“What they find out is it’s not just go­ing on boat rides,” John John­son, 79, of Hol­ly­wood said. “It takes some ded­i­ca­tion.”

Yeck­ley and John­son con­curred that dur­ing those boat rides, they gen­er­ally sit in the cock­pit and tell sea sto­ries, while the younger mem­bers take care of the work that needs to be done.

And that’s OK with Brenda Ren­ninger and Gabi Backus, two Lusby res­i­dents among about half a dozen cur­rent youth mem­bers in their unit.

Their first year of membership in­cludes tak­ing a boat­ing safety course, and con­tin­u­ing half-hour in­cre­ments of in­struc­tion on Tues­day evenings. They take a swim­ming test ev­ery year, and wear their life jack­ets when they head out aboard the unit’s 46-foot schooner, and smaller sail­ing craft.

Ren­ninger, 21, joined the pro­gram when she was 12 years old and had no boat­ing ex­pe­ri­ence. She now is the unit’s skip­per. “I just stayed,” she said. “I liked the lead­er­ship skills that the pro­gram of­fers.”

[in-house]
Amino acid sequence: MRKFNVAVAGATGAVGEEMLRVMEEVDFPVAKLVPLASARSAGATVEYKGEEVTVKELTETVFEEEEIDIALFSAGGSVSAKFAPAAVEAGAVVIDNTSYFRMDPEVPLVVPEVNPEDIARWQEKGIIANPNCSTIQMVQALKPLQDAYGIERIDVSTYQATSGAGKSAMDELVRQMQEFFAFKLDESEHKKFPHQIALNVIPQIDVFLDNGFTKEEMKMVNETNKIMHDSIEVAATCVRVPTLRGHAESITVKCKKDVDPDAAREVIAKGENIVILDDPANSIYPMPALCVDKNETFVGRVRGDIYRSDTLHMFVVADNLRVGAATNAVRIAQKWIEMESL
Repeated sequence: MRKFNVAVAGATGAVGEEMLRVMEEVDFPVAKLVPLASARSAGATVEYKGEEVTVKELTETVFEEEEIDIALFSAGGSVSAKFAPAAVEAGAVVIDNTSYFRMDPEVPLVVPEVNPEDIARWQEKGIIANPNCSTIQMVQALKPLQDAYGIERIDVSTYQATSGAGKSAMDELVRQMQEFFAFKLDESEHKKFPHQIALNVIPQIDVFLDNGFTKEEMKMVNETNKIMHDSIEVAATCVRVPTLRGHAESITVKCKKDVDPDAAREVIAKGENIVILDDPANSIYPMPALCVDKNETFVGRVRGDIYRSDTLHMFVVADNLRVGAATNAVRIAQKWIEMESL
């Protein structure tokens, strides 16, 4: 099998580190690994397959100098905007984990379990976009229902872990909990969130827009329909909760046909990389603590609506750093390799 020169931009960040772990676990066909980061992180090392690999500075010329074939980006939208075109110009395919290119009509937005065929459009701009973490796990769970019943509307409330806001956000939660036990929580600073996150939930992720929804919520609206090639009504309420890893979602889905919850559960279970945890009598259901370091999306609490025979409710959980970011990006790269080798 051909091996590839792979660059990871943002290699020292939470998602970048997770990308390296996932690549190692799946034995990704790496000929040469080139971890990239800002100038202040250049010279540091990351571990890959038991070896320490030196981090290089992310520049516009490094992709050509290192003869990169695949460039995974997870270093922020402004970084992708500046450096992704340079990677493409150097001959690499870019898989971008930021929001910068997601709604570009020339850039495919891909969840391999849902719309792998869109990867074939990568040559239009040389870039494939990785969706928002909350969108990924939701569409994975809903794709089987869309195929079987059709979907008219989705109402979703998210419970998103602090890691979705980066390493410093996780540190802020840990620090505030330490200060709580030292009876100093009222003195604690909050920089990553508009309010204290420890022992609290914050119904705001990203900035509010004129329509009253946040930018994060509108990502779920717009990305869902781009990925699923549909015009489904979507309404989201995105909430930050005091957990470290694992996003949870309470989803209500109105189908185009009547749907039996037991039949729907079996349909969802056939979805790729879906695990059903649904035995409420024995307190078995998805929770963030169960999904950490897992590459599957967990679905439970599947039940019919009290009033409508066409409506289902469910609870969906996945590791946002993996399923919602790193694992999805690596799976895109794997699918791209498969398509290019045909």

Backus, 16, also signed on at an early age. “My Girl Scout troop went out on a cruise, and then I stayed,” she said. “I was 10.”

The cur­rent re­cruit­ment ef­forts in­clude pre­sent­ing ac­tiv­i­ties at re­gional mar­itime events, in all three South­ern Mary­land coun­ties, to of­fer more young peo­ple the op­por­tu­nity to sail, and to learn how to do it safely.

“I think peo­ple just don’t know about it,” Backus said.


Wes Jack­son stands at the con­trols of a 32-foot fire and res­cue boat, as the lieu­tenant of boat op­er­a­tions with Cobb Is­land Vol­un­teer Fire De­part­ment and Emer­gency Med­i­cal Ser­vices.

A Sea Tow boat sits trail­ered and ready for de­ploy­ment in south­ern St. Mary’s.


Michael Roberts and his step­fa­ther, Jimmy Di­cus, re­flect on their good for­tune, and re­viewed a list of wa­ter safety tips, af­ter the younger man’s ca­noe­ing mishap in 2012 on the Patux­ent River.


Brenda Ren­ninger, left, a skip­per with an area Sea Scout pro­gram, stands with Gabi Backus be­hind Dou­glas E. Yeck­ley, a Lusby res­i­dent who once served as com­modore for the pro­gram’s re­gional coun­cil.